There are bull markets, bear markets, and then there are the volatile markets that can create an emotional rollercoaster for investors reacting to economic and political events.
All in all, it can make for a stomach-churning experience that can undermine the confidence of even the most stalwart investors and turn a rational investment strategy into an irrational market reaction. With this in mind, here are a few things to remember in times of uncertainty and volatility:
Have a Plan and Stick to It
The most successful investors may follow the day-to-day drama of the markets, but they stick to the strategy they devised in calmer times and let patience—not panic—determine the long-term success of their investments. A well-planned strategy takes into account several important factors, such as your long- term objectives, tolerance for risk (both financially and emotionally), time horizon, and amount of investable assets.
This will result in a well-thought-out, broadly diversified portfolio that incorporates different asset classes and investment styles, as well as balances risk and safety, growth and income, and domestic and foreign exposure. Such a portfolio can substantially smooth your journey through rough markets, thus reducing the need to take any unnecessary action.
Stay with Quality
Long-term investors who have been through sell offs in previous years know time is on their side if they own good quality investments.
High quality, blue chip investments with a proven track record of earnings performance or dividend payout may be dragged down with the turbulence, but will typically have less dramatic price fluctuations. As long as the business outlook for the company has not changed, it is likely its share price will be restored when the market recovers.
Listen for the Knock of Opportunity
Market volatility can present buying opportunities for long-term investors who have cash in their portfolios earmarked for equity purchases. You may consider investing more in the most viable long-term investments in your portfolio or have a short list of other quality buy candidates that become available at discounted prices.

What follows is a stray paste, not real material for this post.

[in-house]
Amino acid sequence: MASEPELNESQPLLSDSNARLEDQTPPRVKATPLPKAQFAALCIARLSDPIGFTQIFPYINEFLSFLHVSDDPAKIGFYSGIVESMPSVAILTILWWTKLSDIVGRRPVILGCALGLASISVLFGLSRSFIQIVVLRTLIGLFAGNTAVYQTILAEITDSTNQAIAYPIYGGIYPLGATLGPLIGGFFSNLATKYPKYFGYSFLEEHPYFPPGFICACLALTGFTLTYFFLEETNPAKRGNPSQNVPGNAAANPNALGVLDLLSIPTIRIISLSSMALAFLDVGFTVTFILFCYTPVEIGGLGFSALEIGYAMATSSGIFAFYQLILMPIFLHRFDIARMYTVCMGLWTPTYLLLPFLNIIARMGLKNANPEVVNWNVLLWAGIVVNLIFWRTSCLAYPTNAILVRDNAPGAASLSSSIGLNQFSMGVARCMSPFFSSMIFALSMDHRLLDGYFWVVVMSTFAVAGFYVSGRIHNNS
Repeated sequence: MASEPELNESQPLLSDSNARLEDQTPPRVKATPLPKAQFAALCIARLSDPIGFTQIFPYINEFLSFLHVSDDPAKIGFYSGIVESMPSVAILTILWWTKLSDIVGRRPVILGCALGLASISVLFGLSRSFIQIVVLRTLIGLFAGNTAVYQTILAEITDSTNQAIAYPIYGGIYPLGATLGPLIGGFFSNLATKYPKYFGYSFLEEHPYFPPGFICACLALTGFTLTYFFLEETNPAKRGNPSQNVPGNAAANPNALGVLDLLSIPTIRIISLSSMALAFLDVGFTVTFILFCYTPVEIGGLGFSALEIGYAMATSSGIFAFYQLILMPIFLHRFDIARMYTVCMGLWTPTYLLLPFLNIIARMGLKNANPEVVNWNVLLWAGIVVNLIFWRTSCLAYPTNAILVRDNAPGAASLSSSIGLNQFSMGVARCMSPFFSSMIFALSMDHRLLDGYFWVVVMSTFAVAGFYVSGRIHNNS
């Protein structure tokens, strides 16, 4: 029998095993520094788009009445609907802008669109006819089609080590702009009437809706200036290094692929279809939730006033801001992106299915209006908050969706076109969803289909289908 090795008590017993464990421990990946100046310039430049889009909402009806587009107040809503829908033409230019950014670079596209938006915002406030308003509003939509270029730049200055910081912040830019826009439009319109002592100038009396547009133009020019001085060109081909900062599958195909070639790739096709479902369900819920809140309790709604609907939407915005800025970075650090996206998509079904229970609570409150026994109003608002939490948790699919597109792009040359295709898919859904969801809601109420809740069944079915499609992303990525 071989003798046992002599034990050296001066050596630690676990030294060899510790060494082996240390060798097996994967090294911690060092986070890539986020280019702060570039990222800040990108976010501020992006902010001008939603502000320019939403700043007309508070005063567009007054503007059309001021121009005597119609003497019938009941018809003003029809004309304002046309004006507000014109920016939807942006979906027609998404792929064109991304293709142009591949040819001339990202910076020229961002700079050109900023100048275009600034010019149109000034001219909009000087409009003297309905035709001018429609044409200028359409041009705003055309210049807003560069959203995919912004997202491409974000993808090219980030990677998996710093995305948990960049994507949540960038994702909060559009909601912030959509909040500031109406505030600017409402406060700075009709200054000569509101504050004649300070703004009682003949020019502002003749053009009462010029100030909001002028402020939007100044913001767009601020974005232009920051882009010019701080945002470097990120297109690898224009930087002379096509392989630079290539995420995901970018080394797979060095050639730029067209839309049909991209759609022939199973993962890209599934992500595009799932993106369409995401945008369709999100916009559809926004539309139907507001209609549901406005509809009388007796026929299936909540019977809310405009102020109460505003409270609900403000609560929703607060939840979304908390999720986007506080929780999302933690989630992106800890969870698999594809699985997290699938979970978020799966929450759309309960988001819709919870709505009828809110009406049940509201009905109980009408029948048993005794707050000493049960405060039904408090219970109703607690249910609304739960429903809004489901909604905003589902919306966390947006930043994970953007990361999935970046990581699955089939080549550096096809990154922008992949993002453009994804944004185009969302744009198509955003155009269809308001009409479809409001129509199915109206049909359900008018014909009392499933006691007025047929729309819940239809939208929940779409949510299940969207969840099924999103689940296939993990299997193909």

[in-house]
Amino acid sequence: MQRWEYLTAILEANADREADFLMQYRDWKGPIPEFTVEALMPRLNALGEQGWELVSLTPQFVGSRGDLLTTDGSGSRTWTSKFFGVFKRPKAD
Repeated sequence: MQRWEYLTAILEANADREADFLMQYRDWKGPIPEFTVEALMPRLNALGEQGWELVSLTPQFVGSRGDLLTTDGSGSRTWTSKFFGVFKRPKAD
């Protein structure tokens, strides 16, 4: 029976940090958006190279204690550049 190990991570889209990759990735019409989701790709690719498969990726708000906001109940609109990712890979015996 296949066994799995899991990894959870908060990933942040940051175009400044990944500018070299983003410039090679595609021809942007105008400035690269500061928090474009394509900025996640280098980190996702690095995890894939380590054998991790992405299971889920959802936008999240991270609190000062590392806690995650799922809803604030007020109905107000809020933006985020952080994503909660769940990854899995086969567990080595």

This may also be a time to strategically upgrade your portfolio—selling poor performers and replacing them with stronger (yet also devalued) assets. However, do so only if the buy candidates fit into your overall investment goals/objectives.
Remember the Big Picture
Dramatic markets make good headlines, but they need perspective. Volatility is typically a short-term phenomenon measured in days, weeks, and months. But over the years, the historic performance of the stock market is a patient reflection of the growth in the economy and the businesses that contribute to that growth. Long-term investors can take comfort in the steady increase in value major stock markets have demonstrated over the years.
Drown Out the Background Noise
The media coverage of volatile markets can range from rational and insightful analysis to sound bites characterized by end-of-the-world rhetoric. Don’t make investment decisions contrary to your risk appetite; filter out the background noise and resist falling prey to the herd mentality during turbulent markets.
Talk to your financial advisor to ensure your investment strategy is structured to ride through volatile and uncertain investment periods or if changes should be made in terms of asset allocation, investment diversity, or risk tolerance.
There is no such thing as a risk-free investment portfolio in uncertain times, but there are ways to give you peace of mind and help you sleep well at night, regardless of the previous day’s events and their impact on global investment markets.
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DISCLAIMER: Chris Mills is a financial advisor with Raymond James Ltd. The views of the author do not necessarily reflect those of Raymond James. This article is for information only. Raymond James Ltd., member -- Canadian Investor Protection Fund.
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